Georgia finds possible fraud; Harrick put on suspsension

Tuesday, March 11, 2003

ATHENS, Ga. -- Georgia suspended coach Jim Harrick with pay and withdrew from the SEC and NCAA tournaments Monday after an internal investigation showed three players took a phony class taught by his son.

Harrick's future is unclear while the school and NCAA look into allegations brought two weeks ago by a former player.

"The evidence and the findings presented to us indicated there was academic fraud," athletic director Vince Dooley said. "There's no evidence at all that Coach Harrick knew about what took place."

Georgia, ranked 21st in Monday's AP Top 25, was a lock to receive a third straight invitation to the NCAA tourney, which would have been the longest such streak in school history.

The Bulldogs (19-8, 11-5 Southeastern Conference) were to play Arkansas on Thursday in the league tournament in New Orleans.

The news caps a recent spate of scandals in men's college basketball, including: suspensions of 12 players for using a school access code to make phone calls at Villanova, forfeits of six wins and boycotts of two other games at St. Bonaventure, and claims by a former student that he wrote papers for players for payment at Fresno State.

Georgia president Michael Adams said a decision on Harrick's fate would be made after the investigation is complete.

"Sports is really a very nice -- usually -- sideline to our main function here," he said. "The main issue to me ... is to ensure you deal with the academic integrity of the place. Deal with the one course where there is questionable activity, correct it, and move forward."

Harrick did not respond to several phone messages left at his home.

Junior reserve Damien Wilkens complained that the players were not told of the university's decision before it was announced, calling it "unprofessional" and "unfair."

Tony Cole -- kicked off the Bulldogs last year -- accused Harrick and his son, an assistant coach, of breaking NCAA rules. Cole said Jim Harrick Jr. paid his bills, did schoolwork and taught a sham class on coaching. Harrick Jr. was fired Wednesday.

Cole said he never attended the class, but received an A. Two other players -- starters Chris Daniels and Rashad Wright -- were also in the class. Dooley said all 31 students in the class -- including 10 Georgia athletes -- got an A, but there was no evidence that anyone else took part in the fraud.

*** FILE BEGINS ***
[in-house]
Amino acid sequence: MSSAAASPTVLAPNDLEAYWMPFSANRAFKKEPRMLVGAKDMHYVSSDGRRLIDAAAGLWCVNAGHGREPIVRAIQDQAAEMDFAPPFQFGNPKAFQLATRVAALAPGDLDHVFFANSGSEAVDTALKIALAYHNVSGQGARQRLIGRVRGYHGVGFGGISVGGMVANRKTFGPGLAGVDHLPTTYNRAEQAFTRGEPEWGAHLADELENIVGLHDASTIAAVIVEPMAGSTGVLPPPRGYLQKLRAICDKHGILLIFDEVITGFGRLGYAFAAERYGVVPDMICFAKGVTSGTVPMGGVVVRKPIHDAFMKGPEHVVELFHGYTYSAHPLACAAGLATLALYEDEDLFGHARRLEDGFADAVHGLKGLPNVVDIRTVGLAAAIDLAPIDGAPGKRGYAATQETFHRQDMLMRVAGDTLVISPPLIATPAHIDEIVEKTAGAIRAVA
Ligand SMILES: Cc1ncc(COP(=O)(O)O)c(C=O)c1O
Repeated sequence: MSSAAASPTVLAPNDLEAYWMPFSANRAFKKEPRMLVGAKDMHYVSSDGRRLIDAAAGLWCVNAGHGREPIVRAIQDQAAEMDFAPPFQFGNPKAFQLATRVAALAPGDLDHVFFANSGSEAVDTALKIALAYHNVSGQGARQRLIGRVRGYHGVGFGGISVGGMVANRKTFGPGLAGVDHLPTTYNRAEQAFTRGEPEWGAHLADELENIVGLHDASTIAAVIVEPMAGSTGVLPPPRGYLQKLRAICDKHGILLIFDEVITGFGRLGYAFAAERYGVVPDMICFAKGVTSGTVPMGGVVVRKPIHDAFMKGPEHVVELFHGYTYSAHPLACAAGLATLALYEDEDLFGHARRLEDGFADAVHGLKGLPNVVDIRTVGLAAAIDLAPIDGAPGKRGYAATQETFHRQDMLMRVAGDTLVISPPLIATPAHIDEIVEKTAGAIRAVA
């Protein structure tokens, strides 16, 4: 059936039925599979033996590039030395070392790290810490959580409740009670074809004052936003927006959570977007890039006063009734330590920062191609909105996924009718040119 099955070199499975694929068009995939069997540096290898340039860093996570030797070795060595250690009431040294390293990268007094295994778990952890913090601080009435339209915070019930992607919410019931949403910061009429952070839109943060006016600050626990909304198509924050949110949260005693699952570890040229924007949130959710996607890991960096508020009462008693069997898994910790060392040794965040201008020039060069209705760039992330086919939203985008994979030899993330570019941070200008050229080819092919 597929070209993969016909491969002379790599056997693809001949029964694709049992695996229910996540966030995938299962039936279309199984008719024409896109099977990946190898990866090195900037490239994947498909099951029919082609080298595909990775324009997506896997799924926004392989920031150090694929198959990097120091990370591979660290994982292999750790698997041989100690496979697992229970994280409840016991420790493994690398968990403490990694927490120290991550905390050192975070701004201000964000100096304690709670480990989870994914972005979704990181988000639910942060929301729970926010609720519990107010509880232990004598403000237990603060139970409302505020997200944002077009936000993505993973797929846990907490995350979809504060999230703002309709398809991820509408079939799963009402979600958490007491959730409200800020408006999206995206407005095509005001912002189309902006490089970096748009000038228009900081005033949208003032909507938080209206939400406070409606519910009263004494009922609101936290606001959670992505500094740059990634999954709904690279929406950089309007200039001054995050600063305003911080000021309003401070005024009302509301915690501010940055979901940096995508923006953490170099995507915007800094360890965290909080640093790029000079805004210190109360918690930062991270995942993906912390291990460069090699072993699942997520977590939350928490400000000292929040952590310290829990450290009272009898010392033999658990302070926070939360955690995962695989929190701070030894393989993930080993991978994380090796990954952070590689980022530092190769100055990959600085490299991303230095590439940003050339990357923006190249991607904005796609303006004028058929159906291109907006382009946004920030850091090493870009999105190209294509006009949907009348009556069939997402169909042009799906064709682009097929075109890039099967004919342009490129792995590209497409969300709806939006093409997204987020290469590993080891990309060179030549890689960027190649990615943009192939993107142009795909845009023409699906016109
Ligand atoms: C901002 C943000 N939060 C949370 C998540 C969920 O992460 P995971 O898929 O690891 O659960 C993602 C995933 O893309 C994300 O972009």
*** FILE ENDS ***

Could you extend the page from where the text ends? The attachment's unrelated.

Dooley said Wright and Daniels have been declared ineligible, but could be reinstated for next season. Dooley and Adams decided to drop out of the postseason because of the serious nature of the academic fraud allegations.

"I imagine that this is as bad as it gets," Dooley said.

Even if the team played, it would have been difficult to win any games without Wright and Daniels, since the team usually uses only seven players.

The elder Harrick has three seasons left on a $700,000 per year contract at Georgia. His career has been one of success on the court and trouble off it.

He is one of only three coaches -- Eddie Sutton and Lefty Driesell are the others -- to take four schools to the NCAA tournament. Harrick has a 470-235 record in 23 seasons as a college head coach, and led UCLA to the 1995 national championship.

But this is the second time Harrick has been disciplined because of ethical lapses. He was fired by UCLA in 1996 for lying about an expense report.

Harrick then went to Rhode Island and took that school to the regional finals of the 1998 NCAA tournament. And he also has been accused of improprieties during his two years there.

A former secretary there says Harrick had grades changed for players, had student managers write papers for players and arranged for players to receive lodging, cars and money from boosters. In addition, Harrick Jr. was accused of falsifying hotel and meal reports for recruits when he worked for his father at Rhode Island.

The allegations at Georgia emerged Feb. 27, in an interview of Cole by ESPN.

Cole played just 16 games for the Bulldogs last year before being suspended after he and two other athletes were accused in a campus rape. While the charges were eventually dropped, Cole was kicked off the basketball team for repeated violations.

Since then he has been charged with trespassing and passing a bad check in Athens before returning home to Baton Rouge, La.

Last week, Harrick defiantly defended himself against those who would portray him as a rule-breaker.

"I've never had a violation," Harrick said then. "Go ask the NCAA."

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